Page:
Friday, 24 February 2006 - Reported by Shaun Lyon
Many websites are reporting on the casting of Eve Myles as Gwen Cooper in the new "Torchwood" spinoff series (reported yesterday); among the sites featuring stories about this are icWales, Brand Republic, WaveGuide,The Great Link. Also, the BBC Press Office has also posted the press release (with identical wording to what's on the official Doctor Who site)here.
Radio Times has put up a gallery of cover party shots that the magazine didn't have room for here, the first and last being Doctor Who related.
The latest issue of Forbidden Planet international home shopping (the quarterly mail order catelogue run by the large Forbidden Planet chain of UK Sci-fi shops) have a number of new Doctor Who products listed that we haven't previously mentioned, including a TARDIS Zipperobe (a wire frame wardrobe with cloth robe print of TARDIS to cover, making it appear that there is a TARDIS in the corner of your room, due out in August); aSonic screwdriver LED torch (replica model torch, release date TBA);Dalek-shaped moneybox; Whographs, an autograph book with 80 blank pages; aDalek shaped electronic alarm clock, a sculpted Dalek wall clock, a Dalek shaped webcam and a chrome wallclock with an image of the TARDIS in the vortex.
The Evening Standard has some feedback on the new film "Kidulthood" written by series star Noel Clarke. "Kidulthood is designed to lure a youthful audience. There's a soundtrack by cool British artists, and a young and attractive cast whose performances have the tang of authenticity. It shows how city teenagers today divide along issues of power - sexual, physical and economic - rather than of ethnicity, and how they are united in pursuit of kicks and 'respect'. There have already been calls for Kidulthood to be banned. Others have dismissed it as mere voyeurism. Director Menhaj Huda and the film's screenwriter-star, Noel Clarke, say Kidulthood is 'on the pulse' and 'real'. But is it? And if it is, doesn't putting such subject matter on screen automatically glamorise it?" Reactions include the wife of slain headmaster Philip Lawrence, who was killed by one of his pupils in west London: "I think I was expected to dislike this film, to be shocked at the violence, the sex, the 'bad language'. I think I was expected to protest that it should not be shown to young people because they might emulate the (undoubtedly) atrocious actions. Perhaps I would even call for it to be banned. But I didn't dislike it. I'm not shocked by it (I should as soon be shocked by scenes in EastEnders or Coronation Street). I'm not protesting at it. And rather than calling for its censure, I'm more inclined to think it should be compulsory viewing. I don't imagine that Noel Clarke, the writer and lead actor, was attempting to say that all young people live like this. He was showing us what it is like for some young people at a particular time, in a particular place. The subject matter may be unpalatable but there are moments of supreme tenderness. If there is a message, then it is a moral one; what goes around, comes around. The bullies become the losers. Even the vicious drug baron is shown as a vacuous, pathetic bully whose life has no semblance of warmth or happiness. It does not justify, and is no more likely to promote, a life of impersonal sex and drugs and happy-slapping than, for instance, Shakespeare's Romeo and Juliet. Indeed the ending, perhaps unconsciously, parallels that play. A young boy lies dying, having discovered for a few sweet moments that love is what matters. In the pleas of his pregnant girlfriend it is impossible not to also hear the cries of other young people who wake every morning to a dark and brutal dawn. Who can pretend that these things don't happen? If we turn away, aren't we are as bad as the oh-so-liberal mother who calls through her daughter's bedroom door, 'Use a condom, sweetheart' -- oblivious to the fact that her daughter is not making love but is being abused. It's about time a film like this was made. As Clarke says: 'You can wear all the blue wristbands you like, but unless we bring it to people's attention, right in their faces, I don't think enough is gonna get done.'"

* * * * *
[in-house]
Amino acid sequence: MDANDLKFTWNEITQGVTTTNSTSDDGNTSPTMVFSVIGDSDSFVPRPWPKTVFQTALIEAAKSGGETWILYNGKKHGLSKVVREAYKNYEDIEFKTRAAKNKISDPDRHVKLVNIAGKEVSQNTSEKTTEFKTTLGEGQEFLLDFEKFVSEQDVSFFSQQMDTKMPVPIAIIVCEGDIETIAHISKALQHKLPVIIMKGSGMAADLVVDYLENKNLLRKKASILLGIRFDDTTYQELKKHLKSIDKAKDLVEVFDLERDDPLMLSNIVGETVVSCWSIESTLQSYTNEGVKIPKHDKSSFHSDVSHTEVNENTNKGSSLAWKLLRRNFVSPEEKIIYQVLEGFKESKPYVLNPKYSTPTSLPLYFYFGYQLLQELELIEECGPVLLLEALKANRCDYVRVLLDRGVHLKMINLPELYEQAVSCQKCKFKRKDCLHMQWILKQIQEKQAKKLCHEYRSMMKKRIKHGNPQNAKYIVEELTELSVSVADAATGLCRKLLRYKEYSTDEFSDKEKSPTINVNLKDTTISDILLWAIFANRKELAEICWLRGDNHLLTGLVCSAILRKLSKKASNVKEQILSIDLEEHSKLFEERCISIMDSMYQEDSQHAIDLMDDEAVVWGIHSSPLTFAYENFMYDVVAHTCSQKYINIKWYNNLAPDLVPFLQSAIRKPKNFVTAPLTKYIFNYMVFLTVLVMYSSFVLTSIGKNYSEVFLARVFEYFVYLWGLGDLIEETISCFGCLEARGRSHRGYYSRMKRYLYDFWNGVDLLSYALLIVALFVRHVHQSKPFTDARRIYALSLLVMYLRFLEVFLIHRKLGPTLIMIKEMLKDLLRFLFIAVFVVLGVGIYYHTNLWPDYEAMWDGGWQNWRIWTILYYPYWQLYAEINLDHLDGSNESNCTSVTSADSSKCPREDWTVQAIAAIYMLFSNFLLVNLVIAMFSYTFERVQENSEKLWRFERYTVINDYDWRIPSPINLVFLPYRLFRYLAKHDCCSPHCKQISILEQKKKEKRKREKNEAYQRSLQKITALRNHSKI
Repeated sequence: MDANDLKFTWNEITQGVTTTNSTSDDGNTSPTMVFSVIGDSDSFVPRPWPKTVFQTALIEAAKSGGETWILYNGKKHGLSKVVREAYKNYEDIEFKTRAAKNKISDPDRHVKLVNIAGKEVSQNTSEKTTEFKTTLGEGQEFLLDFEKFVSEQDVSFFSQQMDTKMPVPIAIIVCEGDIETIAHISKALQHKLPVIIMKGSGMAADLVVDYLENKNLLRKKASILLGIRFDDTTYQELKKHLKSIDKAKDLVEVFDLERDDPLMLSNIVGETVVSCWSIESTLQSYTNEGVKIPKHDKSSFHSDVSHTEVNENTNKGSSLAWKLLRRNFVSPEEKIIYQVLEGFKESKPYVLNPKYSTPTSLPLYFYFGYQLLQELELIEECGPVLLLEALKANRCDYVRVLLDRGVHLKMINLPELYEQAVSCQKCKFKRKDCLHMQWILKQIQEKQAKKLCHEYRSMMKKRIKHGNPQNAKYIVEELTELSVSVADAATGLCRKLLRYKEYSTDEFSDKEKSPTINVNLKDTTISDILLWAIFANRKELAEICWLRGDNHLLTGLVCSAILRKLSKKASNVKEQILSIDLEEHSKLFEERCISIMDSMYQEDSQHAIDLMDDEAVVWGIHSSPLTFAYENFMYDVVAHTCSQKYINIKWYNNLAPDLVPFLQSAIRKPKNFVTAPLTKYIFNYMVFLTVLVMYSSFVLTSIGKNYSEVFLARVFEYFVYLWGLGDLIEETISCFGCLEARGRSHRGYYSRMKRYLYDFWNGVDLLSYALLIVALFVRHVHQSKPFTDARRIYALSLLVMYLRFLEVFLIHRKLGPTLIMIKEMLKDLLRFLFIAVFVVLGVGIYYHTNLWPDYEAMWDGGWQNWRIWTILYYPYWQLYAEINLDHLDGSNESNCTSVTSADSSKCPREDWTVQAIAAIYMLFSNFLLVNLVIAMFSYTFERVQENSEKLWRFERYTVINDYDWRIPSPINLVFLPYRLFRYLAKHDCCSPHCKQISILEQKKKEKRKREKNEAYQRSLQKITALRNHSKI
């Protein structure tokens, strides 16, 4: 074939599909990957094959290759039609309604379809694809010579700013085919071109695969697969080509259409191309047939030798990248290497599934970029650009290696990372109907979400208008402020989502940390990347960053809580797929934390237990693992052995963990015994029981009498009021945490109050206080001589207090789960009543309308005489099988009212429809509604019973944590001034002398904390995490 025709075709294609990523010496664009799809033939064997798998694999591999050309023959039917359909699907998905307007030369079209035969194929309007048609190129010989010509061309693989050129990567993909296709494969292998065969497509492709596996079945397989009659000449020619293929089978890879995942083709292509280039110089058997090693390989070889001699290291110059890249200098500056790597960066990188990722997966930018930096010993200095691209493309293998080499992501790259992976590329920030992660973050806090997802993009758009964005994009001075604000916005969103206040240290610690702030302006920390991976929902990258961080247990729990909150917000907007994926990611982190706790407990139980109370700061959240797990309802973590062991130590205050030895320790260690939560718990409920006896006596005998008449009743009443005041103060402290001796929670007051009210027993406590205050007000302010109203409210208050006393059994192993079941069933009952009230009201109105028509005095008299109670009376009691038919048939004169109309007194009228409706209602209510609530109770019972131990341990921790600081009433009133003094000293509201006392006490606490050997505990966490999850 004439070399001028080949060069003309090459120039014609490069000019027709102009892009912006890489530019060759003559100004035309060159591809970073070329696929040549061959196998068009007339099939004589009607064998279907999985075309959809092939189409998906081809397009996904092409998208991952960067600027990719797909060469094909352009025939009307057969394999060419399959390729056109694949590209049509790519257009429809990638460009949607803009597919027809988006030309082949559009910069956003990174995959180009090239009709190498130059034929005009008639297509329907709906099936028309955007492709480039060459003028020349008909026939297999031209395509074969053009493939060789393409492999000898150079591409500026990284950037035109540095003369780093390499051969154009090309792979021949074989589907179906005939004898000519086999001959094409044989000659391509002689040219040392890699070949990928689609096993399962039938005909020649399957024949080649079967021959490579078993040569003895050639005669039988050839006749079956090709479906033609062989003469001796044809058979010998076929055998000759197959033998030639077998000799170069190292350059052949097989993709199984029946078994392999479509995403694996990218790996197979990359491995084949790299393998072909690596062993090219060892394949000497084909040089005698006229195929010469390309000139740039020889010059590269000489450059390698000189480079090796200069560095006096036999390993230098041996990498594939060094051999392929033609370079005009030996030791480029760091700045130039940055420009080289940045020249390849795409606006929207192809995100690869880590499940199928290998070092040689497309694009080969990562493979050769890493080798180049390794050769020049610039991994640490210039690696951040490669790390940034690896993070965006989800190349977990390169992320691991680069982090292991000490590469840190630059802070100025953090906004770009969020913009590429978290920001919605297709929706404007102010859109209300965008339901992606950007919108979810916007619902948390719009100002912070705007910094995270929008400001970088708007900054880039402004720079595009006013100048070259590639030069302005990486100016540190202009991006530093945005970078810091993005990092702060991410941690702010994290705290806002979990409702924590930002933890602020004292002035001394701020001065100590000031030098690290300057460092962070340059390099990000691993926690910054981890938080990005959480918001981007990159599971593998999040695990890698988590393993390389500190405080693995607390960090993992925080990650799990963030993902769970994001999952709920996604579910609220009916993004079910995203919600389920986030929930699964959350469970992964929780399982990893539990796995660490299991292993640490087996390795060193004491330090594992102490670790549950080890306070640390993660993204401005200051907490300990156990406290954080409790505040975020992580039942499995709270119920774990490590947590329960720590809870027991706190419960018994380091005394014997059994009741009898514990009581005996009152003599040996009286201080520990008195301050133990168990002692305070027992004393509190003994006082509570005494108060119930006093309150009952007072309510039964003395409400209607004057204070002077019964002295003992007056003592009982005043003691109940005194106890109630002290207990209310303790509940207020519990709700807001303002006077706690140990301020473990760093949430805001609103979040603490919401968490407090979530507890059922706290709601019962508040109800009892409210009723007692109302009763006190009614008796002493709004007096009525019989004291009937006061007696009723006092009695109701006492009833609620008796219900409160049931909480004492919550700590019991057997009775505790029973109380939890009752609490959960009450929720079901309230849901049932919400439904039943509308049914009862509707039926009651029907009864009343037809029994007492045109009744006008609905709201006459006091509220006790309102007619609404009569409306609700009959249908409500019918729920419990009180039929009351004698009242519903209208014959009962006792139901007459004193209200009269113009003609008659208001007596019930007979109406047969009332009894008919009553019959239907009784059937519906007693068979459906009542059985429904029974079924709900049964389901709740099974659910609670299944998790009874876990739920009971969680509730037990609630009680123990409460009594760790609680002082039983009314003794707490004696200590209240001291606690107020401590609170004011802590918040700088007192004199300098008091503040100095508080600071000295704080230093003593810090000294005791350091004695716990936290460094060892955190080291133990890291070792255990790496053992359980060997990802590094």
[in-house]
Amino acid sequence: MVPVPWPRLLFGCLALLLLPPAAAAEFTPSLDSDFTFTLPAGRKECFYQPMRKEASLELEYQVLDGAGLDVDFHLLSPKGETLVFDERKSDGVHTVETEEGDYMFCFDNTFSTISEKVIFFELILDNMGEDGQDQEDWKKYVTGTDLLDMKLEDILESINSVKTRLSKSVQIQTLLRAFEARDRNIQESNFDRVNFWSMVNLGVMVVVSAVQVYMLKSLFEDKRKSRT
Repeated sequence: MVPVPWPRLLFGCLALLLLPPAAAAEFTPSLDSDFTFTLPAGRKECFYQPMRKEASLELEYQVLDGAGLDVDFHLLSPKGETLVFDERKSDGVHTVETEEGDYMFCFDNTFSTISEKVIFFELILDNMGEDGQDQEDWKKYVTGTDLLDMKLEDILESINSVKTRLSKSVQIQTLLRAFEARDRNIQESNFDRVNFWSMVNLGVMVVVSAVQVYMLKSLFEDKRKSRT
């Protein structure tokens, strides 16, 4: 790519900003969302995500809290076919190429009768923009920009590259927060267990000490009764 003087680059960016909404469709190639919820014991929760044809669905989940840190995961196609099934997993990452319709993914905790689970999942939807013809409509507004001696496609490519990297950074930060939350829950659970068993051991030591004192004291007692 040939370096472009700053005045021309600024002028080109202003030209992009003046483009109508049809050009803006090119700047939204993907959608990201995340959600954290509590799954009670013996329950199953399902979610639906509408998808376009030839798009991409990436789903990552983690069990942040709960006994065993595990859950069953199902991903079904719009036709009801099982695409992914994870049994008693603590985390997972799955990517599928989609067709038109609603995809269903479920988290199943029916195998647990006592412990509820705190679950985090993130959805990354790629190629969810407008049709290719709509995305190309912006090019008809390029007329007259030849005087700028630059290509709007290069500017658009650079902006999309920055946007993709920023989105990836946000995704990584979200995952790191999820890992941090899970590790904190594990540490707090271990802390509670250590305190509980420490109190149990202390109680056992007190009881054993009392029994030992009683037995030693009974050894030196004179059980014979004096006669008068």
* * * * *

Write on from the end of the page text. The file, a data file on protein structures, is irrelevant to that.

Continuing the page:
Also, MTV.co.uk is giving away tickets for the film.
Tom Baker was on this afternoon's BBC Radio 1 Colin and Edith Show, and the interview can now be heard again from this page.
The official Doctor Who website notes that "the Cardiff Doctor Who Exhibition stays open. Originally due to close at the end of February, the Doctor Who Exhibition in Cardiff's Red Dragon Centre will now be extended through March at least. The Exhibition, which is currently free, will start charging from 1 March 2006. It'll stay open as long as the demand is there. 1 March will also see a new exhibit on display, the Sycorax Leader from The Christmas Invasion. More new exhibits are promised after the 2006 series starts airing."
IGN has a review of the First Series Boxed Set release for Canada.
(Thanks to Paul Engelberg, Steve Tribe, Peter Weaver, William Gallagher, Chris Carabott, Dan McGrath)